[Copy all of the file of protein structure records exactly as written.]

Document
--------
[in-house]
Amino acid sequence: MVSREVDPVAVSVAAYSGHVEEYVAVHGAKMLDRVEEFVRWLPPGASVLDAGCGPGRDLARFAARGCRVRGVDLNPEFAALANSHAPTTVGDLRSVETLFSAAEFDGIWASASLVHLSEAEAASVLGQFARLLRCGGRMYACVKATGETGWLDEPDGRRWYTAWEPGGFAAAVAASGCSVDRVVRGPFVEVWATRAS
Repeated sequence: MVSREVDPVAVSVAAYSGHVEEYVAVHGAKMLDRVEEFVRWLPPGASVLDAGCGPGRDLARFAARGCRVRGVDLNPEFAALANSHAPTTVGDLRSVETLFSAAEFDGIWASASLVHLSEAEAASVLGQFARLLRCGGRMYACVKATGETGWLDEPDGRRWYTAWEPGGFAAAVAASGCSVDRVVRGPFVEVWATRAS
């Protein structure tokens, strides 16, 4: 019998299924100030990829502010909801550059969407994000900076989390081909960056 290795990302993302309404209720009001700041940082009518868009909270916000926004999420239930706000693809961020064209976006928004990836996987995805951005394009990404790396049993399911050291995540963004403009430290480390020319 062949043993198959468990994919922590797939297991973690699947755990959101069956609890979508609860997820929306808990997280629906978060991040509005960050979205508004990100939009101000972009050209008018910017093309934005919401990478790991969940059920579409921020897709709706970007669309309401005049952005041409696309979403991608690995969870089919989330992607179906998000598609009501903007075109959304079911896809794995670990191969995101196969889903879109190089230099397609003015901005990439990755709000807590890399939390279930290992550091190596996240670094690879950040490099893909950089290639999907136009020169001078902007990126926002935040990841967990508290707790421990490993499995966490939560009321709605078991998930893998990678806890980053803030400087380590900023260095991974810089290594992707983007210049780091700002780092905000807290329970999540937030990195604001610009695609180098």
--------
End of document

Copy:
[in-house]
Amino acid sequence: MVSREVDPVAVSVAAYSGHVEEYVAVHGAKMLDRVEEFVRWLPPGASVLDAGCGPGRDLARFAARGCRVRGVDLNPEFAALANSHAPTTVGDLRSVETLFSAAEFDGIWASASLVHLSEAEAASVLGQFARLLRCGGRMYACVKATGETGWLDEPDGRRWYTAWEPGGFAAAVAASGCSVDRVVRGPFVEVWATRAS
Repeated sequence: MVSREVDPVAVSVAAYSGHVEEYVAVHGAKMLDRVEEFVRWLPPGASVLDAGCGPGRDLARFAARGCRVRGVDLNPEFAALANSHAPTTVGDLRSVETLFSAAEFDGIWASASLVHLSEAEAASVLGQFARLLRCGGRMYACVKATGETGWLDEPDGRRWYTAWEPGGFAAAVAASGCSVDRVVRGPFVEVWATRAS
């Protein structure tokens, strides 16, 4: 019998299924100030990829502010909801550059969407994000900076989390081909960056 290795990302993302309404209720009001700041940082009518868009909270916000926004999420239930706000693809961020064209976006928004990836996987995805951005394009990404790396049993399911050291995540963004403009430290480390020319 062949043993198959468990994919922590797939297991973690699947755990959101069956609890979508609860997820929306808990997280629906978060991040509005960050979205508004990100939009101000972009050209008018910017093309934005919401990478790991969940059920579409921020897709709706970007669309309401005049952005041409696309979403991608690995969870089919989330992607179906998000598609009501903007075109959304079911896809794995670990191969995101196969889903879109190089230099397609003015901005990439990755709000807590890399939390279930290992550091190596996240670094690879950040490099893909950089290639999907136009020169001078902007990126926002935040990841967990508290707790421990490993499995966490939560009321709605078991998930893998990678806890980053803030400087380590900023260095991974810089290594992707983007210049780091700002780092905000807290329970999540937030990195604001610009695609180098």